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SPARs Day: A Day to Remember

Cross-posted from The USCG Blog.
Written by: LT Connie Braesch
CG SPARS Luncheon

Coast Guard Vice Adm. Sally Brice-O'Hara poses with members of Coast Guard SPARS, July 22, 2010. SPARS is a contraction of the Coast Guard motto Semper Paratus and its English translation Always Ready. U.S. Coast Guard photo by Petty Officer 3rd Class Casey J. Ranel.



“A tremendous tribute.” - Vice Adm. Sally Brice-O’Hara, Coast Guard Vice Commandant


The massive, brand new 418-foot cutter provides surprisingly little shade on the hot and sunny pier in Pascagoula, Miss., where the Coast Guard’s most influential female leaders from past and present gather to remember, honor and celebrate the legacy of Capt. Dorothy Constance Stratton and the SPARs the day before First Lady Michelle Obama christens the Coast Guard Cutter Stratton.

Several of the 24 SPARs proudly dressed in a uniform resembling the one they wore during World War II more than 65 years ago… a crisp white button-down shirt, carefully tied black ascot, neatly pressed slacks and a garrison cover pinned with the Coast Guard shield.

CG SPARS Luncheon
Coast Guard Vice Adm. Sally Brice-O'Hara talks with Coast Guard SPAR Dorothy Kurtz, July 22, 2010. Created Nov. 23, 1942, the SPARS was the U.S. Coast Guard's all women reserve force. U.S. Coast Guard photo by Petty Officer 3rd Class Casey J. Ranel.

Joined by the family members and guests, their laughs can be heard across the room and their smiles illuminate with each passing peer.

All of them gather here for one purpose – to take part in the naming of the newest Coast Guard cutter after their leader and friend, Capt. Stratton.

“Dorothy Stratton was a trailblazer,” said Vice Adm. Brice-O’Hara. “Her legacy, which is represented by all the SPARs who are with us, is enduring.”

“Dorothy Stratton was a leader, bringing women into the service,” said Capt. Bruce Baffer, the Stratton’s prospective commanding officer. “[The christening] is a celebration of how far women have come in the Coast Guard. There are no jobs they can’t do.”

“[Dorothy Stratton] was really a women ahead of her time. When you think of all the leadership positions she had not just in the Coast Guard but as dean the of women at Purdue and the executive director of the Girl Scouts,” said Melinda Cook, Dorothy’s great niece and one of eleven family members that traveled from the west coast to be at this week’s events.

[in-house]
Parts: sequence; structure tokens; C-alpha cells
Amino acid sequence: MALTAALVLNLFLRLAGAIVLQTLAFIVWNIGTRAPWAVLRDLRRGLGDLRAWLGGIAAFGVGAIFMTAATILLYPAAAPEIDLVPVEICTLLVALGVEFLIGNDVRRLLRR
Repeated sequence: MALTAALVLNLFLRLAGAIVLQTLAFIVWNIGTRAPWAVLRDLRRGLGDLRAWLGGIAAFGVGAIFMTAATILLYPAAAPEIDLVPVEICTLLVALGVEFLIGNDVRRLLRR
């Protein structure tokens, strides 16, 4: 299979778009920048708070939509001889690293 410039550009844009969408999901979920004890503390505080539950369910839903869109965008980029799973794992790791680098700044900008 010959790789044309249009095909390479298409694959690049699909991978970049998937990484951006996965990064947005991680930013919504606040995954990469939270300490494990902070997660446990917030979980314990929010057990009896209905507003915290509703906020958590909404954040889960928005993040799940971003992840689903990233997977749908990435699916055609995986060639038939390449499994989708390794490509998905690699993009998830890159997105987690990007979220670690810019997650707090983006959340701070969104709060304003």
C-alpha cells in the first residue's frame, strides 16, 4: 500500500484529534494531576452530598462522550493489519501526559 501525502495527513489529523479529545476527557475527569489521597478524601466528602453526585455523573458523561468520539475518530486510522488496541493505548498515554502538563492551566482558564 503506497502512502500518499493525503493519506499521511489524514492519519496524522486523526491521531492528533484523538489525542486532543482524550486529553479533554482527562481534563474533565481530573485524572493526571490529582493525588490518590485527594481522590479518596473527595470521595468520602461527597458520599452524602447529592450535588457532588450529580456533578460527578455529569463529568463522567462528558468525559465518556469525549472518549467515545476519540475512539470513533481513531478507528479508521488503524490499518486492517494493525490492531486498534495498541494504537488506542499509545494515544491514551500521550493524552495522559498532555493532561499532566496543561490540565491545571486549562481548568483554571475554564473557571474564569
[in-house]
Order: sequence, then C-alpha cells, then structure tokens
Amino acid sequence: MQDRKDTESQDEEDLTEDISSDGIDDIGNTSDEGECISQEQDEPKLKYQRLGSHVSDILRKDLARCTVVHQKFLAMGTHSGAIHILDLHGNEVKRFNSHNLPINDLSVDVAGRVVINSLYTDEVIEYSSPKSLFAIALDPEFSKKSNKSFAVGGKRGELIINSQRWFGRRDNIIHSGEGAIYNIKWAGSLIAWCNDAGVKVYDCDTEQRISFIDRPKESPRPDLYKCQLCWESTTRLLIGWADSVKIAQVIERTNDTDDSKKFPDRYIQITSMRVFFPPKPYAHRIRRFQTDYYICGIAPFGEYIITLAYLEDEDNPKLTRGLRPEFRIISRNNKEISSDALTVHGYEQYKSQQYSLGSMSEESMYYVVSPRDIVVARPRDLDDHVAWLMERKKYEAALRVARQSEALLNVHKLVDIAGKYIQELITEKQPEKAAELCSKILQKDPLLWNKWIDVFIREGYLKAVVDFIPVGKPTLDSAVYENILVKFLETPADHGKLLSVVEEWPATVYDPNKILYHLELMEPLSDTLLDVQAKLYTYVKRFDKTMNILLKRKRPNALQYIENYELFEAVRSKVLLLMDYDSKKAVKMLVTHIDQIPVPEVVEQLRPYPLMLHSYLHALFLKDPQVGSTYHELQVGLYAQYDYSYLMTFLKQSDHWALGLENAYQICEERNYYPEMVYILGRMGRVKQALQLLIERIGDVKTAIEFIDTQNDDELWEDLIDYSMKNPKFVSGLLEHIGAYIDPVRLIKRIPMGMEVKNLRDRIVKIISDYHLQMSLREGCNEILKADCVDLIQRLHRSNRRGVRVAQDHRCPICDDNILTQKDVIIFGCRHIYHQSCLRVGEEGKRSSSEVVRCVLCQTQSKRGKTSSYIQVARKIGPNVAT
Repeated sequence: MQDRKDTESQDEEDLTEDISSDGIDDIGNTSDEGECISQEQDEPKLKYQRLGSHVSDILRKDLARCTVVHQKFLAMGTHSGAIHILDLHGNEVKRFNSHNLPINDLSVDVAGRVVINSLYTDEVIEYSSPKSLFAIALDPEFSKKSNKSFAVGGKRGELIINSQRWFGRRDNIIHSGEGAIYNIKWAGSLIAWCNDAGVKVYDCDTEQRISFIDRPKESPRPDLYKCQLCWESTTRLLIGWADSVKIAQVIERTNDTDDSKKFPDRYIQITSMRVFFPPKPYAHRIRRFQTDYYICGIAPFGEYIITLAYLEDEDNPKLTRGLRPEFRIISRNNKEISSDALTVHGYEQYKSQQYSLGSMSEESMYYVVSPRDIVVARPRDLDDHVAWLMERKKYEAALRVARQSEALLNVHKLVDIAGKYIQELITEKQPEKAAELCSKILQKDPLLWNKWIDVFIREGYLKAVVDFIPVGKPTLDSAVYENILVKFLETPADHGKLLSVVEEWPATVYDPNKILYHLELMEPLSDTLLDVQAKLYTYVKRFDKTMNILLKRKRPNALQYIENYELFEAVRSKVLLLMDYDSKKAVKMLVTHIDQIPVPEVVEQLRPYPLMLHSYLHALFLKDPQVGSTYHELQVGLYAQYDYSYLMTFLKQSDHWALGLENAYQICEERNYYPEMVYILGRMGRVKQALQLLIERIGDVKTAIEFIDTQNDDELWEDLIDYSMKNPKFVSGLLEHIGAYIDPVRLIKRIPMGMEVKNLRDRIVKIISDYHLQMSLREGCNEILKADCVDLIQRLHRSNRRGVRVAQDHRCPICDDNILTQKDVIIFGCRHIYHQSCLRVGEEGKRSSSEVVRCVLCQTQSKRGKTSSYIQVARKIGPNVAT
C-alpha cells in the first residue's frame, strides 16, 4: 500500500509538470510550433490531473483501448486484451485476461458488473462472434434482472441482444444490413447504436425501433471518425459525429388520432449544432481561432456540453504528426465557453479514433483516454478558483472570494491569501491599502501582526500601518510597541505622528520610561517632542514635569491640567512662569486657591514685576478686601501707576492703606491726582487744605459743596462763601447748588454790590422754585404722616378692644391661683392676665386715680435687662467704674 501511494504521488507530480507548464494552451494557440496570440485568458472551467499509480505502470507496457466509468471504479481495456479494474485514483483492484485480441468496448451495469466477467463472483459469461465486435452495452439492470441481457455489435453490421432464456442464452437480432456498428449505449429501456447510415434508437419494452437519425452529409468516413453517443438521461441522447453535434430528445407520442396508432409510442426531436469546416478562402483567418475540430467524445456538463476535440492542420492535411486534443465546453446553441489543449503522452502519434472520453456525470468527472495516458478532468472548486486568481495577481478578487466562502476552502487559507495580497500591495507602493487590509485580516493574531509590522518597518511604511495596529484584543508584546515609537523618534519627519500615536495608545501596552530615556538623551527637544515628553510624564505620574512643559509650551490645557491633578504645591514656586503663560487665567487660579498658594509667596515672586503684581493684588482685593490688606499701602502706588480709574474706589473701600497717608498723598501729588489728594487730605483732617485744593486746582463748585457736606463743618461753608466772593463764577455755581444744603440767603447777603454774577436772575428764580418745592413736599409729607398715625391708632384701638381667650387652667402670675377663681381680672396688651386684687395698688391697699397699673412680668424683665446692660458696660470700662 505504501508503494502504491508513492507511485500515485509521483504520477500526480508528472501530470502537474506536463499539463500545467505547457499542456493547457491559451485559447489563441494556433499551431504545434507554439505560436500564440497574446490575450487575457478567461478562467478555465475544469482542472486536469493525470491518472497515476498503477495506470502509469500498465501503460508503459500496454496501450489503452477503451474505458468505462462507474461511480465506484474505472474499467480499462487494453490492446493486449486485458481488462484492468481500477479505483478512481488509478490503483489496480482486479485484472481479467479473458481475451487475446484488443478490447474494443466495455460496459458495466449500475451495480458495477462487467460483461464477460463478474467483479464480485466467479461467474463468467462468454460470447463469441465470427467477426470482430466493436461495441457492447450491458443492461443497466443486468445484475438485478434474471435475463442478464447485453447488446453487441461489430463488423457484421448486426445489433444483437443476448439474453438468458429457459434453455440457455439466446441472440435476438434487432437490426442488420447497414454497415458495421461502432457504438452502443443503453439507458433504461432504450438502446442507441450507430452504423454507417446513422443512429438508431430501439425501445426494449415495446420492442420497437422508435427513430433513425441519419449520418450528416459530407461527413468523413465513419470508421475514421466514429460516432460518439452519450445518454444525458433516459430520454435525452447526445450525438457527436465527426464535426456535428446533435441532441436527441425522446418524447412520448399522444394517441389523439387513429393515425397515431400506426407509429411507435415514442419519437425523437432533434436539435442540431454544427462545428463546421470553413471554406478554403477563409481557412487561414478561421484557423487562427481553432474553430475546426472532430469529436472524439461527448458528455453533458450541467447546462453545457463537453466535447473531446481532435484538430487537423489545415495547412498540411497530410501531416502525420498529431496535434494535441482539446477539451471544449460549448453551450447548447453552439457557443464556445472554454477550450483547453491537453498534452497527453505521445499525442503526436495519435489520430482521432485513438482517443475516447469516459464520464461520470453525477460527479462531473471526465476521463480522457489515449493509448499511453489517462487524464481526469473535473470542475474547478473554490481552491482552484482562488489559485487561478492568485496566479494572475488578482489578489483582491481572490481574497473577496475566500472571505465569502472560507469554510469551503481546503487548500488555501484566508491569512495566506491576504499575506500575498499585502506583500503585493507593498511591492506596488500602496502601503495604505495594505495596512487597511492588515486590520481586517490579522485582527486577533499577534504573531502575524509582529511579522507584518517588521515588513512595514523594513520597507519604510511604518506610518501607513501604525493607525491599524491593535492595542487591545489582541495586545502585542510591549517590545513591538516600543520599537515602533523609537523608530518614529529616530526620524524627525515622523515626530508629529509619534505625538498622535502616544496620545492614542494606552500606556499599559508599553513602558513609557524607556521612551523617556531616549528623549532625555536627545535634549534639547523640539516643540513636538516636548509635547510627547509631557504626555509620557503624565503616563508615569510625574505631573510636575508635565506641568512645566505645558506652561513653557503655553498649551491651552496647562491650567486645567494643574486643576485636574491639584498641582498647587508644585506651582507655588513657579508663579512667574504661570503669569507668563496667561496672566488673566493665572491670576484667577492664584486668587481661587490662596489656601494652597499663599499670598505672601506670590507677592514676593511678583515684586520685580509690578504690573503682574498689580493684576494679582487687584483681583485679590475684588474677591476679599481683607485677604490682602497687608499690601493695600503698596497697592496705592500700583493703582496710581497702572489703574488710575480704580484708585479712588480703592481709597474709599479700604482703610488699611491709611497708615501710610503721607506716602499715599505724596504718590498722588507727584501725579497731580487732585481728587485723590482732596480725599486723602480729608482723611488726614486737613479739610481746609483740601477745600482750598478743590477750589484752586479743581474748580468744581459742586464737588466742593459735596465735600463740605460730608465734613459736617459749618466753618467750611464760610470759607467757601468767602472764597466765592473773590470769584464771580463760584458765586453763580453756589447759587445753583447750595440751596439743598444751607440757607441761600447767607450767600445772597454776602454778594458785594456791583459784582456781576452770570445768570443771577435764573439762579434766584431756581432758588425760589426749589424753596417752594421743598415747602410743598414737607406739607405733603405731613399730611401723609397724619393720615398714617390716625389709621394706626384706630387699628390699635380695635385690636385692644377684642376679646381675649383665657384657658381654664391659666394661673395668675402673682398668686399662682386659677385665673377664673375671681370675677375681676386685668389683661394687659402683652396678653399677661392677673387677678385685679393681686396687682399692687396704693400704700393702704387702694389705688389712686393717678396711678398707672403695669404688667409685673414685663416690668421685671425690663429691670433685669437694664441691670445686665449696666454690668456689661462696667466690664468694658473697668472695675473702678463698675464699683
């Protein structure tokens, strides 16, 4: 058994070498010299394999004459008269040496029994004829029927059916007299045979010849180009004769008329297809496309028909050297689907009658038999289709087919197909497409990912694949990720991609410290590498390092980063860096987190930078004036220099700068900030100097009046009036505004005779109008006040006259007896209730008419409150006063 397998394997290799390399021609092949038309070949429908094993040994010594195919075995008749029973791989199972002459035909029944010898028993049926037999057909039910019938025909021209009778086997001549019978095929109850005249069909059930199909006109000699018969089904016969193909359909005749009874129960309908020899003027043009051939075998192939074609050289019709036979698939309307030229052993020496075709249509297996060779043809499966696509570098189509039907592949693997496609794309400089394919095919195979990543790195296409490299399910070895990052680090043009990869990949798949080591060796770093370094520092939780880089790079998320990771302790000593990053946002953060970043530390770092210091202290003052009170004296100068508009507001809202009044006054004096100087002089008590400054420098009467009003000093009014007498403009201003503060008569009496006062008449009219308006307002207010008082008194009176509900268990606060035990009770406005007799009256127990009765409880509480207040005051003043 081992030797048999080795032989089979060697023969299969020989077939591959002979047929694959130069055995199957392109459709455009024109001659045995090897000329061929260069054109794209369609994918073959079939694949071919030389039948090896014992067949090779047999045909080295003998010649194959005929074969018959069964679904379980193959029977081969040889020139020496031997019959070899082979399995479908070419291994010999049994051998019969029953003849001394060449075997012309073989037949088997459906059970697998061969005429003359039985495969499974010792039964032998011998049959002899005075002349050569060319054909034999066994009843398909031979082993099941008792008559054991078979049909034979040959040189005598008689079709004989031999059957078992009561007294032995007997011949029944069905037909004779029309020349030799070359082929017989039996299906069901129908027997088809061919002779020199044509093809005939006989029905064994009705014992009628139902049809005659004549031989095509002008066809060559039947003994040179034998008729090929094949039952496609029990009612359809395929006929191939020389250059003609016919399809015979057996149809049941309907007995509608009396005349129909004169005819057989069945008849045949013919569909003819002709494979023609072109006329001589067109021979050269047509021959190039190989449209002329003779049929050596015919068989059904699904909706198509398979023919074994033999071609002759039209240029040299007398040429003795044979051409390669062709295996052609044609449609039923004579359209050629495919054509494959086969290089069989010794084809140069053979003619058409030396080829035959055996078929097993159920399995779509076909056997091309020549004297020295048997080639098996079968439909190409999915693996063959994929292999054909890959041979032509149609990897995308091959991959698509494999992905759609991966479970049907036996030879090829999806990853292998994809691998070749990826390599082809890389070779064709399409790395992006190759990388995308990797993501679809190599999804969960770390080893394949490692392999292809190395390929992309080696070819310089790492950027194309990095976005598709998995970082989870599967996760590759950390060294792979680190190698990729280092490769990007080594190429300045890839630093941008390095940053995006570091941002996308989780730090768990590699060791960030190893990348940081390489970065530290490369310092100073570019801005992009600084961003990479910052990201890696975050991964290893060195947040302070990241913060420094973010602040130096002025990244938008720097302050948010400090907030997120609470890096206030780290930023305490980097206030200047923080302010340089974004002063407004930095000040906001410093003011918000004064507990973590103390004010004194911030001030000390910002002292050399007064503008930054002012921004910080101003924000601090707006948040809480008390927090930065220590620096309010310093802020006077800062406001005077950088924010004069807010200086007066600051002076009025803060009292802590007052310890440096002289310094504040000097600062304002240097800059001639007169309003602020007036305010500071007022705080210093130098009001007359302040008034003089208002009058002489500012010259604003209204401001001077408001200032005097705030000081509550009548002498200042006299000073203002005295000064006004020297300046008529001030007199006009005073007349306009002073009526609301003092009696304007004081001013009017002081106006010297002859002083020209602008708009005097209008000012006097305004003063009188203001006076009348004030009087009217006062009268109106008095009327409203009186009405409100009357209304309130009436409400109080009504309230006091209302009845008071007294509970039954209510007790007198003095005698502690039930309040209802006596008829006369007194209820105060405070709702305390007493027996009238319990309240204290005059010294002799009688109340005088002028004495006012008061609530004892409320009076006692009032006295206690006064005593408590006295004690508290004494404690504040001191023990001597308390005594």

“This event is a culmination of Dorothy Stratton’s achievements and to what she did as a career women in the military before and after her service. The scale of this event really matches her achievements and we are just honored to be a part of it,” said Kelly Cook, Melinda’s husband.

CG SPARS Luncheon


Barbara Stratton and Dr. Richard Stratton, the niece and nephew of Capt. Dorothy Stratton pose for a photo in front of Coast Guard Cutter Stratton, July 22, 2010. U. S. Coast Guard photo by Petty Officer 3rd Class Casey J. Ranel.


“Its quite an honor for the family,” said Barbara Stratton Myers, Dorothy’s niece. “I don’t think that in her lifetime she thought this would happen. Number one that [the ship] would be named after a female, and number two that it would be named after her.”

“Aunt Dorothy would be extremely humbled and would down play everything,” added her nephew, Rick Stratton. She would question what all the fuss was about, he said.

She may be modest but the “fuss” is well deserved recognition helping to remind every Coast Guardsman that steps aboard the ship for many years to come of her memory and accomplishments.

Thank-you Capt. Stratton for your service. Thank-you to her family members and fellow SPARs for being here to help the Coast Guard celebrate this special occasion.

CG Spars Luncheon

The SPARs were honored and recognized during SPARs Day at the Northrop Grumman Shipbuilding facility, July 22, 2010. U. S. Coast Guard photo by Petty Officer 3rd Class Casey J. Ranel.
Published by the U.S. Department of Homeland Security, Washington, D.C.
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